Dr. Naila Rabbani of England's University of Warwick led the study and told Gizmodo, "Our test is expected to improve the accuracy of ASD diagnosis from 60-70 percent now achieved by experts in neurological disorders to approximately 90 percent accuracy and potentially offered at all well-equipped hospitals with or without high level expertise in neurological disorders".
The research uncovered a link between ASD and damage to proteins in blood plasma. Dr. Rabbani hopes that further testing will reveal more potentially damaging compounds, which will help "improve diagnosis of ASD and point the way to new causes".
ASD cases are characterized by a wide variety of symptoms that can range from mild behavioral issues to debilitating compulsive behavior, anxiety, cognitive impairment, and much more.
The researchers took blood and urine samples for analysis from 38 children with ASD and 31 children in the control group and found there were chemical differences between the two groups. "We hope the tests will also reveal new causative factors", said Dr Naila Rabbani, who led the study.
Autism mainly affects a person's social interactions and how they communicate.
The researchers in their study, tested children with and without the condition, leading to finding higher levels of protein damage in those with the disorder. Indeed, the researchers suggest that while a combination of genetic causes, environmental factors, and rare genetic variants are known to be causes of autism, the tests could reveal other causes we now don't know about. The condition is undeniably complex, with many researchers recognizing the causes as rooted in an elusive combination of genetic variants and environmental factors.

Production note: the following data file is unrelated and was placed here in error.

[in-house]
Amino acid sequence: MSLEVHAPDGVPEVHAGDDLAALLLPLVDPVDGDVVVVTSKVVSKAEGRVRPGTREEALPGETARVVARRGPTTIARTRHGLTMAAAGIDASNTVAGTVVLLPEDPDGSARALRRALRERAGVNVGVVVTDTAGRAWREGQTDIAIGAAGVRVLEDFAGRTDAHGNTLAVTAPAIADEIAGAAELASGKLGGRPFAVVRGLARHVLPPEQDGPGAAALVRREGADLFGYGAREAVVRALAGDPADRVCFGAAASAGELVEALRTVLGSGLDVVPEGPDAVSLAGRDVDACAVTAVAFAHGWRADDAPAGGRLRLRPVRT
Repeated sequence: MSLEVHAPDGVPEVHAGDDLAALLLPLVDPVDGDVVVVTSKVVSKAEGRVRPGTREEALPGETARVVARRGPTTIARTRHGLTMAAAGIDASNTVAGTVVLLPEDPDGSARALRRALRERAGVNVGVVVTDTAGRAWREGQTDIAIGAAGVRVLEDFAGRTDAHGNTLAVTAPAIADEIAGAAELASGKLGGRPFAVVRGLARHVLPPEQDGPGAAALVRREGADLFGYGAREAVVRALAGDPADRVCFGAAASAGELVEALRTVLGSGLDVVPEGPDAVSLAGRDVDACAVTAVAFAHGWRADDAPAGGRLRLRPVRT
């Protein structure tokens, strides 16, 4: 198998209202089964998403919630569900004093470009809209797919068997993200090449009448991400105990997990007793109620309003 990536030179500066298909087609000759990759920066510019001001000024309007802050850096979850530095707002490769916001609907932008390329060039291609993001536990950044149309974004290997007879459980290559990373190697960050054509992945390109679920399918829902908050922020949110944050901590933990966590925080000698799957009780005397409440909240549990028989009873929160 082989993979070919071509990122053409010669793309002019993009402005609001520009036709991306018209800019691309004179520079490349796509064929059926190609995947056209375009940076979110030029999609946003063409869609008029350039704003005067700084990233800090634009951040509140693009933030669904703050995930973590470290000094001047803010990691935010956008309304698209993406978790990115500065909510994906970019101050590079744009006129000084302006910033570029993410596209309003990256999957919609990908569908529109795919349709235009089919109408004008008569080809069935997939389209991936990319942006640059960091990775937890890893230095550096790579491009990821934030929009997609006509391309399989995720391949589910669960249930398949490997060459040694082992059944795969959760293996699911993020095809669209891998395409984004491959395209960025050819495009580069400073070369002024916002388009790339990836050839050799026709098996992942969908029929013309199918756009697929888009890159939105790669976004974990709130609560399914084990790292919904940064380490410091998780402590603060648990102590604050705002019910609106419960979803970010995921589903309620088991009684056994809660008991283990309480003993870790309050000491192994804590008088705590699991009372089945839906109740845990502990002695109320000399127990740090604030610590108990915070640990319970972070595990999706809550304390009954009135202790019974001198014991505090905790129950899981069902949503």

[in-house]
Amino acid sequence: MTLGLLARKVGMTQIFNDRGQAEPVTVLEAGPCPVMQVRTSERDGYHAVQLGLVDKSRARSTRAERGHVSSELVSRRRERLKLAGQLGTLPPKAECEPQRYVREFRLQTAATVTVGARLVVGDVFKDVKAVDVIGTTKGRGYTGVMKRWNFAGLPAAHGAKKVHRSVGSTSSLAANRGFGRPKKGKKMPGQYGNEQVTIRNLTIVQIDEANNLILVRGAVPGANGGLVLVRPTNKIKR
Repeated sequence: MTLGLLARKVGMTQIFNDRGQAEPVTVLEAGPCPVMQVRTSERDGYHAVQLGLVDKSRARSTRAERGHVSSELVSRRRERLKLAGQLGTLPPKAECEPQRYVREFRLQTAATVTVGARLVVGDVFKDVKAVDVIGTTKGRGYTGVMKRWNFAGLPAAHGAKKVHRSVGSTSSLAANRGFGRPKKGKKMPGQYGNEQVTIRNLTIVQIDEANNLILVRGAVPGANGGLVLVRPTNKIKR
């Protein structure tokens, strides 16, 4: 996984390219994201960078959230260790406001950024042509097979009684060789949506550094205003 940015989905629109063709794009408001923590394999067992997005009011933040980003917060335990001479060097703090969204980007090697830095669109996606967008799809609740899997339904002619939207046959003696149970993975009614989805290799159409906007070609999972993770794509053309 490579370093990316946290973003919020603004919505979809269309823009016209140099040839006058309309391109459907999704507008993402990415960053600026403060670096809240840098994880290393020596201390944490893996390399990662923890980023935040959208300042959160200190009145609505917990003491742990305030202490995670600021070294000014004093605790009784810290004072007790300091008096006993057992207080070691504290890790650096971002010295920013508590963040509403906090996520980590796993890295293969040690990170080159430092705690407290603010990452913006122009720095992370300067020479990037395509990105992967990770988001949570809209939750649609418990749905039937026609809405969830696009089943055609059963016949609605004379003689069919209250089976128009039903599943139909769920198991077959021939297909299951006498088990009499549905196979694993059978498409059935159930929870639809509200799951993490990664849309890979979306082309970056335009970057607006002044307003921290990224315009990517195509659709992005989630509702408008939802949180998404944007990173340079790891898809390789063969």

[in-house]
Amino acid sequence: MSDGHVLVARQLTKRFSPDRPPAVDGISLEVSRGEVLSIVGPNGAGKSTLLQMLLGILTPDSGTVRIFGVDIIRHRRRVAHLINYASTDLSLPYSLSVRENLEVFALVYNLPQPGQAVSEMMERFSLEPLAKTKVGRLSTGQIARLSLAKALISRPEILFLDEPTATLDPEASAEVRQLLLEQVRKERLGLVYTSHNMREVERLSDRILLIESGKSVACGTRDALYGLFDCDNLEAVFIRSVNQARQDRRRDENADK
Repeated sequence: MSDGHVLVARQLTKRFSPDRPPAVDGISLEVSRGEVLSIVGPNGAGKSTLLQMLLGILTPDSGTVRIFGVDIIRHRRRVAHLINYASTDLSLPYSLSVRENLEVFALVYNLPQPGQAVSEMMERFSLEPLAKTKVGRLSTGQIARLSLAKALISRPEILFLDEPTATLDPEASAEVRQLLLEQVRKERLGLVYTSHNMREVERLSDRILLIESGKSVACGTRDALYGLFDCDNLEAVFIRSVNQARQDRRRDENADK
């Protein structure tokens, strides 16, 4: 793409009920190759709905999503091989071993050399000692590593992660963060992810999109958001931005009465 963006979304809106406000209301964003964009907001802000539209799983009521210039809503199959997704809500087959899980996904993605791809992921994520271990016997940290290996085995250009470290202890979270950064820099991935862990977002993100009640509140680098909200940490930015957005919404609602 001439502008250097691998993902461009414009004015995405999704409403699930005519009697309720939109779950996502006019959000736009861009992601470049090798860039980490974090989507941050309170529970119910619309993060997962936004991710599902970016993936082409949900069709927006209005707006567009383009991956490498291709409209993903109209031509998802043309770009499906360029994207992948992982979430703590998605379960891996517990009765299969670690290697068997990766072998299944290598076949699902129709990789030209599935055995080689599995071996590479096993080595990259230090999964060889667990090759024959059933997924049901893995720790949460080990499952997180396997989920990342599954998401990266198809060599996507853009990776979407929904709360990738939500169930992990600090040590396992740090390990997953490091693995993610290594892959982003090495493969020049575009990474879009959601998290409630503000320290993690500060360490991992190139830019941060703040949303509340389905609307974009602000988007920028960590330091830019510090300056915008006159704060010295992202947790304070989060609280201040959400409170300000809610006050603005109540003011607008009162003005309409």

But experts say this type of test is still a long way off, because many more studies are needed to confirm these results. They found children with ASD had higher levels of the oxidation marker dityrosine and certain sugar-modified compounds called "advanced glycation endproducts" in the protein.
Using an algorithm to sift through the data, the team said their results were better than any method now available to detect ASD, being up to about 90 percent accurate. It is far too early for that. Educational programs are the primary treatment for autism and research shows, the earlier a child with autism starts treatment the better success they will have.
In particular, Cusack pointed to the very small sample size used in the study. It is hard to diagnose and is not detectable before 2-year-old. By having subjects as young as toddlers who are two years of age tested, parents become better prepared to deal with the ensuing hardships to follow.